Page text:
The key is and continues to be findings ways to differentiate these voices, to always be the conscious observer of them (as my Buddhist upbringing and Eckhart Tolle reminds me). I have to keep finding ways to show them who is running this household. When that teenager indefinitely procrastinates on taking the trash out or clean her room, that conscious adult self must step in. When that little child is not falling asleep at night because she is overcome with anxiety the loving and patient mother must step in to soothe her. So, while it sounds a little mental (it is mental because it’s all in the mind) this is how I keep meeting and learning about myself. Living with yourself is no walk in the park but it is an experience that builds your sense of self awareness and in a strange way, also your self-confidence.

The social solo experience

I find the biggest challenge to solo living comes from outside of me (yes, not even The Voices are as hard as what’s out there). As a solo living woman, I find that typically there is one of two social responses to this life status — assumptions that you are Carrie Bradshaw reincarnate or that you are Bridget Jones downing vodka like water singing to Celine Dion (and should you throw a dinner party the best you can do is serve blue soup). The expectation is that I am all glam and carefree or that I am some kind of half adult who needs to be indulged. What’s lacking is R-E-S-P-E-C-T.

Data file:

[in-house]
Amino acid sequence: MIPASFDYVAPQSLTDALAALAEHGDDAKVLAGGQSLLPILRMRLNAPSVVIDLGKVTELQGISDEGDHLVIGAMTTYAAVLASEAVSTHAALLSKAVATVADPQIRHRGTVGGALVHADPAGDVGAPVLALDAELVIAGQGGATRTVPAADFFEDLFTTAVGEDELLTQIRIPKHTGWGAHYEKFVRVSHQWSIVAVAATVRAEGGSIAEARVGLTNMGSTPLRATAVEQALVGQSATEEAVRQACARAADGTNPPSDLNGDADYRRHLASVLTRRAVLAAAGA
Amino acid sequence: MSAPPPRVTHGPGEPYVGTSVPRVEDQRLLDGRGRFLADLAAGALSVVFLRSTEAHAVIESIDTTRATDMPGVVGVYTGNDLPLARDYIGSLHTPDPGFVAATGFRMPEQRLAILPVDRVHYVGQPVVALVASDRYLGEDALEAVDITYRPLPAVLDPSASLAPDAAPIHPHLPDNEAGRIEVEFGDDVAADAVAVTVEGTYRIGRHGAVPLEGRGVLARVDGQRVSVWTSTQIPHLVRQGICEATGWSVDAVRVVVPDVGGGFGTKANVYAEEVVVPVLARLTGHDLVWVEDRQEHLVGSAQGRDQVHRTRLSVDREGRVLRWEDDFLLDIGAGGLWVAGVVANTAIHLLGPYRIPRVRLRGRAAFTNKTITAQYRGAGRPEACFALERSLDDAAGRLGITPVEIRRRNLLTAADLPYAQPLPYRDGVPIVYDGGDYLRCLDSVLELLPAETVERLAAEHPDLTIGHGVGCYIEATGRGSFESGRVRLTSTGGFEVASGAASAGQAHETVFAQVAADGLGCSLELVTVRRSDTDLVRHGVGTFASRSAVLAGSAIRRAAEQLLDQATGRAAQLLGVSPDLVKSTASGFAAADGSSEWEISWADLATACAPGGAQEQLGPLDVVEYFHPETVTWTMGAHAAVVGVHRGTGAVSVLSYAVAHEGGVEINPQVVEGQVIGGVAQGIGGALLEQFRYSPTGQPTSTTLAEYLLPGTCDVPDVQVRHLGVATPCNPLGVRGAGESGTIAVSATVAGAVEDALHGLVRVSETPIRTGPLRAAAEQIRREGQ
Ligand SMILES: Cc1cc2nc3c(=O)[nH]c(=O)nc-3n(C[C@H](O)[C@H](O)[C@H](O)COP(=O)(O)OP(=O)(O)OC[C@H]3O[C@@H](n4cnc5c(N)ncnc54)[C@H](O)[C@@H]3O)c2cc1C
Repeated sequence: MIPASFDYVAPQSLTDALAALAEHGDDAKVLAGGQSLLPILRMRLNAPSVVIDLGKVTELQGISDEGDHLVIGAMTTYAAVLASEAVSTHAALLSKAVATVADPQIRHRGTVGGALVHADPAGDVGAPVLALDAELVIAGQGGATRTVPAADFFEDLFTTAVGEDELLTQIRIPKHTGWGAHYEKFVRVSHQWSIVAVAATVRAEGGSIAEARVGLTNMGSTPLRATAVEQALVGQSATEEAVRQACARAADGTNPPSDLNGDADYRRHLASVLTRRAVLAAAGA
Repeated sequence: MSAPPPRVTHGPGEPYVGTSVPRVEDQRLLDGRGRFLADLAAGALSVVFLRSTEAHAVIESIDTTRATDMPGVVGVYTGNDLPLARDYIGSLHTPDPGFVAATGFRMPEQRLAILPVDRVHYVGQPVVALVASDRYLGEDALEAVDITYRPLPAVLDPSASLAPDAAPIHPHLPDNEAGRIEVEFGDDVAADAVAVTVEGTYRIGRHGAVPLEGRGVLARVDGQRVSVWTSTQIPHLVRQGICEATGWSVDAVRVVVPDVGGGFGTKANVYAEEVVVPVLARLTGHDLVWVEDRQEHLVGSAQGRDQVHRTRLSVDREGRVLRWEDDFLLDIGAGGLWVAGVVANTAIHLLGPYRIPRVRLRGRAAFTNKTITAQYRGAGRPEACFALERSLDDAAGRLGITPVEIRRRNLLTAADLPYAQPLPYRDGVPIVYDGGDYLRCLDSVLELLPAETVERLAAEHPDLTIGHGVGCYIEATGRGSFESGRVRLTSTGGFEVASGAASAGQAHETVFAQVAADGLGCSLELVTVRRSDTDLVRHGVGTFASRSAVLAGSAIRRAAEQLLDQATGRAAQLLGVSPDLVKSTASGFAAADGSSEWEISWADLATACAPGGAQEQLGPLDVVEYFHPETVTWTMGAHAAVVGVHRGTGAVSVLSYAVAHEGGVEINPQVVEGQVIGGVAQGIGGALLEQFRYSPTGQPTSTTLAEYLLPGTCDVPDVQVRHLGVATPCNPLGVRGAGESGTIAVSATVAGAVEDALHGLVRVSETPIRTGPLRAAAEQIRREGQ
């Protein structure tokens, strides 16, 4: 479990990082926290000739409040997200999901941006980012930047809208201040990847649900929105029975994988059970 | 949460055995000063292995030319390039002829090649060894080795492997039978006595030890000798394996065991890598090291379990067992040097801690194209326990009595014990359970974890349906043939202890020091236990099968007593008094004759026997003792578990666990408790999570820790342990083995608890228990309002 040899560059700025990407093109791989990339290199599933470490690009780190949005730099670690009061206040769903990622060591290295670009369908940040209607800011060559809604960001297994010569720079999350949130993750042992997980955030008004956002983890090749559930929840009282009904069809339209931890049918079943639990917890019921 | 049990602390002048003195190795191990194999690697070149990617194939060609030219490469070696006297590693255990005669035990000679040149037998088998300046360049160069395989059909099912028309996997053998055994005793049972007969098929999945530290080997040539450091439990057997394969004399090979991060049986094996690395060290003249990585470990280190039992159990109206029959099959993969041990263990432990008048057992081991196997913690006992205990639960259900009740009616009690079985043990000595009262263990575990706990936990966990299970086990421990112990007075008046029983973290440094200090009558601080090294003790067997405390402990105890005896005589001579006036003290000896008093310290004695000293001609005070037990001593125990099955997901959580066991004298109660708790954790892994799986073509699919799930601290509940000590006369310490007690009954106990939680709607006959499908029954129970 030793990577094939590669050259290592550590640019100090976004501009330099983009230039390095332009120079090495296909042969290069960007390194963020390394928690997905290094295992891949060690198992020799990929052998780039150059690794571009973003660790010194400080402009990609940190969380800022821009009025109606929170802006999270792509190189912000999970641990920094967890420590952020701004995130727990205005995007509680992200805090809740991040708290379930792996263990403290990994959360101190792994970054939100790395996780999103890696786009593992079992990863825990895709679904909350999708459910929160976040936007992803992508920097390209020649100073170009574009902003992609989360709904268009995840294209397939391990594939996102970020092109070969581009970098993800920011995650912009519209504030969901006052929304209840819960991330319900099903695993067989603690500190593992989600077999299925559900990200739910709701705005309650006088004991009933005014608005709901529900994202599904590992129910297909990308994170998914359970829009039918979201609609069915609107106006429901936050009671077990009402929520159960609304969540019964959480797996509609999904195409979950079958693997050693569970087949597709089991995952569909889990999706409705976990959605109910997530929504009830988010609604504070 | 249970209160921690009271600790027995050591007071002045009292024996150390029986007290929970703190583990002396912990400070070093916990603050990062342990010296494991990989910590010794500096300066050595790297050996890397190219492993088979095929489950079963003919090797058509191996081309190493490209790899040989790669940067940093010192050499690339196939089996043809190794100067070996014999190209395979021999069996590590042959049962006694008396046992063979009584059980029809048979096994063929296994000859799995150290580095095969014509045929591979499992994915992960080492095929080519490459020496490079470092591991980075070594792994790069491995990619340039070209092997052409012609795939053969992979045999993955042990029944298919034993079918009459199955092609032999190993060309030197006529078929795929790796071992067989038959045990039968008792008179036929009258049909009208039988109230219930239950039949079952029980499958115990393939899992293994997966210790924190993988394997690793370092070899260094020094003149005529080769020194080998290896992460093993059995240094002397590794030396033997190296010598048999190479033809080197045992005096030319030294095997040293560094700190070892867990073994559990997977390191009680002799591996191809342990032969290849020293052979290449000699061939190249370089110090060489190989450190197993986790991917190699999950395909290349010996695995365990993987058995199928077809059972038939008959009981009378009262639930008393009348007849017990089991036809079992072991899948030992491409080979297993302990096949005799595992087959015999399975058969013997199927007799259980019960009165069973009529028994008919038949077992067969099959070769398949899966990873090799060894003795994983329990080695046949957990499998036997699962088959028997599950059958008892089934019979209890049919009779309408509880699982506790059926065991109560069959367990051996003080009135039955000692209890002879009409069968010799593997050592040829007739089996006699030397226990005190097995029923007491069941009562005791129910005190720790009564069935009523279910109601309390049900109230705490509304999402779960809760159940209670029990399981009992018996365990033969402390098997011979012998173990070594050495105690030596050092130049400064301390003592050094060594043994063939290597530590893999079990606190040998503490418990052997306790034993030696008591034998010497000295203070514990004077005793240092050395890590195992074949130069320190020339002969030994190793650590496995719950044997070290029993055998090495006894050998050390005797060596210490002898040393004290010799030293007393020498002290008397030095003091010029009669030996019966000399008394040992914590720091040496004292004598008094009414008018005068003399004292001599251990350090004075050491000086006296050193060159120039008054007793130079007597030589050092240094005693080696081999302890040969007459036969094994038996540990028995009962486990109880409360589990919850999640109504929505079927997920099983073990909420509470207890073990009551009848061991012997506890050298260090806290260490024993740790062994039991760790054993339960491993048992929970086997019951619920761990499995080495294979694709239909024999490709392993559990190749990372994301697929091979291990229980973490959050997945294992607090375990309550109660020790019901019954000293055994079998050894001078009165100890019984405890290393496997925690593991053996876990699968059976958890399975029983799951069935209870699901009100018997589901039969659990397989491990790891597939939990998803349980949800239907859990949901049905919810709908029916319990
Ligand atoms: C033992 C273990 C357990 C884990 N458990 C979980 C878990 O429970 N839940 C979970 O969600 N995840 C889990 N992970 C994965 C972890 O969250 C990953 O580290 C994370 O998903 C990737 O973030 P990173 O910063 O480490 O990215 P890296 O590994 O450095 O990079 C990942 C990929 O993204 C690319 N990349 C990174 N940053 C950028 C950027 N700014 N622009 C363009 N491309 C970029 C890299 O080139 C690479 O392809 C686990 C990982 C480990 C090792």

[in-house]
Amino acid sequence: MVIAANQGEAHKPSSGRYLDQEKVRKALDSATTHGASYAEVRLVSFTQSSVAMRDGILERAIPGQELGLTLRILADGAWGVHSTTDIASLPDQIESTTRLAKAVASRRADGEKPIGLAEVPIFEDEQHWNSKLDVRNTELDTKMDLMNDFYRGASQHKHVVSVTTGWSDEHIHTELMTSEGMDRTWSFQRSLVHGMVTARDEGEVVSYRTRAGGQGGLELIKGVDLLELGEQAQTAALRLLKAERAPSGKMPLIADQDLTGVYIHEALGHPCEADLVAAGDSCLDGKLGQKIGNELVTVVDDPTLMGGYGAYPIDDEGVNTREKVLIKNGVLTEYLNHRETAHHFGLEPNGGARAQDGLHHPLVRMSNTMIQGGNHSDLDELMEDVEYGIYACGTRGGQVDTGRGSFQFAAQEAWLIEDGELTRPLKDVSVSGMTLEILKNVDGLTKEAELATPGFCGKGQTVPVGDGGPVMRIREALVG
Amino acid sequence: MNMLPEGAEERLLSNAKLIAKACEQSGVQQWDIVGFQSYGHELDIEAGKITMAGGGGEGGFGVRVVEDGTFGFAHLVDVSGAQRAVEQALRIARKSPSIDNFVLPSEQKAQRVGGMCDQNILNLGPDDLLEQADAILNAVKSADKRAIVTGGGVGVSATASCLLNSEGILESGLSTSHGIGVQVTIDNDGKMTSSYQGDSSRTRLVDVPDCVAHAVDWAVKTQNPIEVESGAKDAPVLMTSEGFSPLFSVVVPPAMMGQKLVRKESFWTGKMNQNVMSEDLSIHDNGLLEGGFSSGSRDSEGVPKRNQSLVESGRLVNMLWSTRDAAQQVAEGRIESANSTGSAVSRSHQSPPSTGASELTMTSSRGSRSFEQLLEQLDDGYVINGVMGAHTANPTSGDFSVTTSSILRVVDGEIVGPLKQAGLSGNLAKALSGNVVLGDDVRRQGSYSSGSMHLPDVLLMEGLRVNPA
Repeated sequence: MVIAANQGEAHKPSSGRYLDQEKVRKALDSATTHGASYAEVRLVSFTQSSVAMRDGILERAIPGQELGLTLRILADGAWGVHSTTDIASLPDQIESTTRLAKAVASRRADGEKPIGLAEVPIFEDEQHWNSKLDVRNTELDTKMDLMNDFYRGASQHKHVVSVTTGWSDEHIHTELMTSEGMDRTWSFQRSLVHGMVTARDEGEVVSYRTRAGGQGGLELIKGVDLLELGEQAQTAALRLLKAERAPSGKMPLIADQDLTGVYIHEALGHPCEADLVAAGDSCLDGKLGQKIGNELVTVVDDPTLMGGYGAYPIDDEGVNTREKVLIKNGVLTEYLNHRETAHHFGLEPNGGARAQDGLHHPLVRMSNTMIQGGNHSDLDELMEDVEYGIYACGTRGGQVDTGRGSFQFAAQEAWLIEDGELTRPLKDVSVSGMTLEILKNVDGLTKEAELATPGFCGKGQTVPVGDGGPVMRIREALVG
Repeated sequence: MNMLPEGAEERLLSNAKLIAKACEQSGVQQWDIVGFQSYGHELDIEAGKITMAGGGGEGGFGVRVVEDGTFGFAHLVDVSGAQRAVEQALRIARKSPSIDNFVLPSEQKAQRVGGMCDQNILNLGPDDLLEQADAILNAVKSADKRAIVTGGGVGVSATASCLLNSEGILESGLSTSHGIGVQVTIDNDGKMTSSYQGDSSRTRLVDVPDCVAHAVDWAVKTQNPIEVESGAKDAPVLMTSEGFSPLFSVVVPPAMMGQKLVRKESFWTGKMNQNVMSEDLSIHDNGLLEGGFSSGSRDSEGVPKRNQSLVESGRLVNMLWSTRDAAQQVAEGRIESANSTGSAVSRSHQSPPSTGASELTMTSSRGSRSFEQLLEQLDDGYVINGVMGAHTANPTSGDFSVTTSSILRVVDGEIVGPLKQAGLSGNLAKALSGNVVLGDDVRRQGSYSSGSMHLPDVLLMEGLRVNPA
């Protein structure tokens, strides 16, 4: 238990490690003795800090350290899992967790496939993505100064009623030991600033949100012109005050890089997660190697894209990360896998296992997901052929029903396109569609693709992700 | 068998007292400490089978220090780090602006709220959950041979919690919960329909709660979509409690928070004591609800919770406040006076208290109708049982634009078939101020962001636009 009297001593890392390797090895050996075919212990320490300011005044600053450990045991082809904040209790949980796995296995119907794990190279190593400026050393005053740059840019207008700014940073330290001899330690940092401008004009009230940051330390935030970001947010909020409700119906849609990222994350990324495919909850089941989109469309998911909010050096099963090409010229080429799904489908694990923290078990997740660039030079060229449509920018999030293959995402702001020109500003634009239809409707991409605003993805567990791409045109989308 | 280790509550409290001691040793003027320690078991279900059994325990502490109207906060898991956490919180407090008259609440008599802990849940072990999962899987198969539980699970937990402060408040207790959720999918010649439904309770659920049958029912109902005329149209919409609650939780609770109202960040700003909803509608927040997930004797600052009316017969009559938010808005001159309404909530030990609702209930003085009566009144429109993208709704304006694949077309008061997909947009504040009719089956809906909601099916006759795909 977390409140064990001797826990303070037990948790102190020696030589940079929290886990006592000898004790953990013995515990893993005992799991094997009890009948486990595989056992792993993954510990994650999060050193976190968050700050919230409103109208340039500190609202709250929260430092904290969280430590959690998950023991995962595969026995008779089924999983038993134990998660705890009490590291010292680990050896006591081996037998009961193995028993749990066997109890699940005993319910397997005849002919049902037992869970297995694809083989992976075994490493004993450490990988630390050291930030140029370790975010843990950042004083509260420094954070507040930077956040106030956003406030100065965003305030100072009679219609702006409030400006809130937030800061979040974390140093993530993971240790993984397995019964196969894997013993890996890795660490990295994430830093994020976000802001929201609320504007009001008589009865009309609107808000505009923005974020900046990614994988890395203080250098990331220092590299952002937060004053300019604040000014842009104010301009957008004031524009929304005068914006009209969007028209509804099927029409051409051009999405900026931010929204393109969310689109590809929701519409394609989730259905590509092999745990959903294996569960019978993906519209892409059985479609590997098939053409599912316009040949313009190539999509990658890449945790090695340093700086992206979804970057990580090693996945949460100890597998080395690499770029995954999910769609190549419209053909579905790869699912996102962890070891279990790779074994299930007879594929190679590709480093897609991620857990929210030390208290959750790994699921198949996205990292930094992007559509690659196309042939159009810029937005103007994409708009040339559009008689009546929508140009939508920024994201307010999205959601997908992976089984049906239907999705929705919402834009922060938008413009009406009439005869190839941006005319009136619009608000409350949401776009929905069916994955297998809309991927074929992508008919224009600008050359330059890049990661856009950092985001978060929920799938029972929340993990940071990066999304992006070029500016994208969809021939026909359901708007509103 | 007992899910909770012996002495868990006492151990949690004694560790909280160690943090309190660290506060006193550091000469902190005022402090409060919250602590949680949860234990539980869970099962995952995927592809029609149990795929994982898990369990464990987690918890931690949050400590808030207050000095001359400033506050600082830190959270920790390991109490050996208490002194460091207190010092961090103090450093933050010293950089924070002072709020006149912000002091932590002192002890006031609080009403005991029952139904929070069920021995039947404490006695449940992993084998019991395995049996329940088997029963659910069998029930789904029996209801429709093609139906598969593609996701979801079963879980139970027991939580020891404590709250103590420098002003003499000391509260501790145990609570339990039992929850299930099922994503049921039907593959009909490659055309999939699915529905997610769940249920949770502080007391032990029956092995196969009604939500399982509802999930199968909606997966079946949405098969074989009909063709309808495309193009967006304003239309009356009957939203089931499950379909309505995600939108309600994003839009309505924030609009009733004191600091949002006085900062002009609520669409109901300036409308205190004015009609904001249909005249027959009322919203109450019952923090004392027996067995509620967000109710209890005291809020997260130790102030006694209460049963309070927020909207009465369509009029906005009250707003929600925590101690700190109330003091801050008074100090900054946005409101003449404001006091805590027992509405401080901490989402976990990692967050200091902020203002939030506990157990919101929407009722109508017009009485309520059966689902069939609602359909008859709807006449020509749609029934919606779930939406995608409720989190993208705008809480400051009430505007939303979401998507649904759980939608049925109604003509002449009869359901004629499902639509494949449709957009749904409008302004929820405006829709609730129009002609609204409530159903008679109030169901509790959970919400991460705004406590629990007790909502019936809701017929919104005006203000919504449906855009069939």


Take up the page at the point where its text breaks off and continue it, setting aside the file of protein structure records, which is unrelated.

Socially speaking, I notice the subtle difference in the way I was treated with a certain kind of respect when I was in a couple vs now. I sometimes feel that there is an unspoken assumption (at the onset at least) that my calendar is open and available, I am desperate for company and that I have more time and fewer responsibilities than those in relationships and marriages do. But the reality is far from it. When you are solo in your mid to late thirties and beyond you are in the most basic of ways pretty much like every other adult. You have bills to pay and a job to show up to and a household to run. In between all that everyday stuff, like everyone else you try to fit in your dreams, passions, friends, family, and a holiday or two. No, there is no New York apartment with a closet full of Manolo Blahniks, cocktails with “the girls” or fashionable social extravaganzas where you dress up in your pink tutu and attempt to charm the next best eligible bachelor. No, I’m sorry to disappoint you. The average middle class solo adult is the same as the average middle class anyother adult, except I’d say for us adulting can be a bit more hard work because you don’t have two heads to figure this stuff out, you have one.